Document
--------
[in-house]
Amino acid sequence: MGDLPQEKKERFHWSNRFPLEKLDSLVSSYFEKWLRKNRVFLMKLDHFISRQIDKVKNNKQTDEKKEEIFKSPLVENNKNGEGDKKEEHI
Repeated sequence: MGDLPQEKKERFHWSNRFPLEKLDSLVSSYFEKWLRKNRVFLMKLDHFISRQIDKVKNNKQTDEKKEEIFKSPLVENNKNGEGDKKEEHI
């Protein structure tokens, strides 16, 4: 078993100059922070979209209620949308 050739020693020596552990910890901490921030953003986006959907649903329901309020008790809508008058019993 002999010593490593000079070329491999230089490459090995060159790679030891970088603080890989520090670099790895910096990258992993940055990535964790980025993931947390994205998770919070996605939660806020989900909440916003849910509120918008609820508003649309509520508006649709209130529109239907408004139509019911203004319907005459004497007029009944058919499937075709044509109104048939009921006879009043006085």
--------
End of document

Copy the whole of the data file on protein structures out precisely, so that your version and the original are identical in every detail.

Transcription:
[in-house]
Amino acid sequence: MGDLPQEKKERFHWSNRFPLEKLDSLVSSYFEKWLRKNRVFLMKLDHFISRQIDKVKNNKQTDEKKEEIFKSPLVENNKNGEGDKKEEHI
Repeated sequence: MGDLPQEKKERFHWSNRFPLEKLDSLVSSYFEKWLRKNRVFLMKLDHFISRQIDKVKNNKQTDEKKEEIFKSPLVENNKNGEGDKKEEHI
């Protein structure tokens, strides 16, 4: 078993100059922070979209209620949308 050739020693020596552990910890901490921030953003986006959907649903329901309020008790809508008058019993 002999010593490593000079070329491999230089490459090995060159790679030891970088603080890989520090670099790895910096990258992993940055990535964790980025993931947390994205998770919070996605939660806020989900909440916003849910509120918008609820508003649309509520508006649709209130529109239907408004139509019911203004319907005459004497007029009944058919499937075709044509109104048939009921006879009043006085």